How a World-Renowned Magician Stays in Touch with Wonder
Joshua Jay Guests on the Book Dreams Podcast
Book Dreams is a podcast for everyone who loves books and misses English class. Co-hosted by Julie Sternberg and Eve Yohalem, Book Dreams releases new episodes every Thursday. Each episode explores book-related topics you can’t stop thinking about—whether you know it yet or not.
World-renowned magician Joshua Jay—author of the new book How Magicians Think: Misdirection, Deception, and Why Magic Matters—lays his cards on the table for Eve and Julie as they explore the artistry and mastery of the craft. They discuss what draws people to magic and why some devote their entire lives to it; the difference between surprise and wonder (and how a ham sandwich factors in); and how Joshua continues to find joy in his craft as his “doorway to wonder” closes. Joshua also gives Eve and Julie a peek behind the curtain of his mentorship with the mysterious and nocturnal magic artist Juan Tamariz, whom magic scholars consider the greatest living magician of this century.
From the episode:
Eve: In your book you quote your late friend, the magic scholar Charles Reynolds, who wrote, “The true magical experience should be more about wonder and less about wondering.” What does that mean?
Josh: Yeah, I know you guys are New Yorkers. Charlie Reynolds used to live in a beautiful old townhouse in the West Village, and he was one of magic’s great scholars. He had all sorts of these little aphorisms that are so beautiful. In that one, what he’s talking about is letting go of trying to figure it out. You know, most people think the point of a magic show is to see if you can figure it out, and nothing could really be further from the truth. As soon as you surrender that and give up in that quest, you open yourself up to all sorts of wonderful new feelings that you can experience in a magic show when you’re not just obsessed with this futile attempt to try and figure out tricks. So, it becomes more about wonder and less about wondering.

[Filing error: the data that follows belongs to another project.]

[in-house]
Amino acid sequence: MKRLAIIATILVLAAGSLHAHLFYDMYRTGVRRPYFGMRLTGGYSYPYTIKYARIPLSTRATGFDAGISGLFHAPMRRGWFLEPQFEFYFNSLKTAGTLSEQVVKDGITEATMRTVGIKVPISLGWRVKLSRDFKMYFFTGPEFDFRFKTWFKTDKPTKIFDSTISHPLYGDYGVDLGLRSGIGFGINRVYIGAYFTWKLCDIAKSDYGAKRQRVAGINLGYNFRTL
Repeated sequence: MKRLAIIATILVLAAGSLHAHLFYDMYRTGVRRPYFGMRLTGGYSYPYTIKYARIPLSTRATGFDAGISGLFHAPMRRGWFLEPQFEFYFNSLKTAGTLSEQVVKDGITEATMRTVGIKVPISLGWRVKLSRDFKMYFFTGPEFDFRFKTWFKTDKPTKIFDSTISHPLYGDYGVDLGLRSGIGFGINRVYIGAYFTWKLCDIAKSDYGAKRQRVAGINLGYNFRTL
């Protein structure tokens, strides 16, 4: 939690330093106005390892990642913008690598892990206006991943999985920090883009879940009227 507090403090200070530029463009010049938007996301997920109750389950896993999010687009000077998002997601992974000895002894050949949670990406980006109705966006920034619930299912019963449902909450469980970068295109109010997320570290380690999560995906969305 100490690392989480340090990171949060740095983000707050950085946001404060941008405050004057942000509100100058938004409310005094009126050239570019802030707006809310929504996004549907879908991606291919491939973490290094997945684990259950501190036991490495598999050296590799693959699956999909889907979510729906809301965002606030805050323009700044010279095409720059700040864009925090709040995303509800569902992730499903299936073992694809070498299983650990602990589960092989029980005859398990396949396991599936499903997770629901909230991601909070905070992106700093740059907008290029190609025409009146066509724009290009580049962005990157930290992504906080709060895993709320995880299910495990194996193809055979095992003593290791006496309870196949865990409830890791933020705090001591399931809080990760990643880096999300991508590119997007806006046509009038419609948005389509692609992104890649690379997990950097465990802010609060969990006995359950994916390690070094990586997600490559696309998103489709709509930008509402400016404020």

Eve: What’s the difference between wonder and surprise, and how is each of those things important in magic?
Josh: Surprise is a very dangerous thing for those of us who create our own illusions because surprise can be either out of left field, or it can feel perfect. In other words, if I produce a bowling pin, and then I produce a banana, you might go, “Wow, that’s really random. I don’t know how you did it, but why a bowling pin? Why a banana? Why in that order?” That’s a surprise, but it doesn’t feel fulfilling. But there are wonderful theories in magic, and one of those theories is called the Ham Sandwich theory. I love this. That theory is if I reach behind your ear, Julie, and I go, “Look! A ham sandwich!” and I produce a ham sandwich, you’re gonna look at me, and you’re gonna go, “Josh, that’s really troublingly weird. Why have you just produced a ham sandwich?”
Eve: And maybe a little gross.
Josh: Exactly. I mean, we don’t know—do you like mayonnaise? Do you want lettuce on it? Tomatoes? But the thing is, if we were walking around and you said to me, “Hey, Josh, I am so hungry right now, and what I could go for, believe it or not, is a ham sandwich.” If at that moment, I showed my hands empty and reached behind your ear and produced a ham sandwich, I have now fulfilled a need, right? I have now done something on command that is impossible, but also fitting to the situation. That’s the bull’s eye for a magician. That’s that sweet spot, is trying to find magic that feels needed and necessary and essential to whatever moment you’re in. You can spend a lifetime searching for tricks in that moment, in that sweet spot, but it’s finding out what people are hungry for and giving them their ham sandwich.
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Joshua Jay is a former world champion in close-up magic and a Guinness record holder for card tricks. He makes frequent appearances on TV shows like Jimmy Fallon and The Late Late Show with James Corden, and he even fooled Penn & Teller on Fool Us. He’s performed in lecture halls all over the world and has authored four books on magic in addition to How Magicians Think.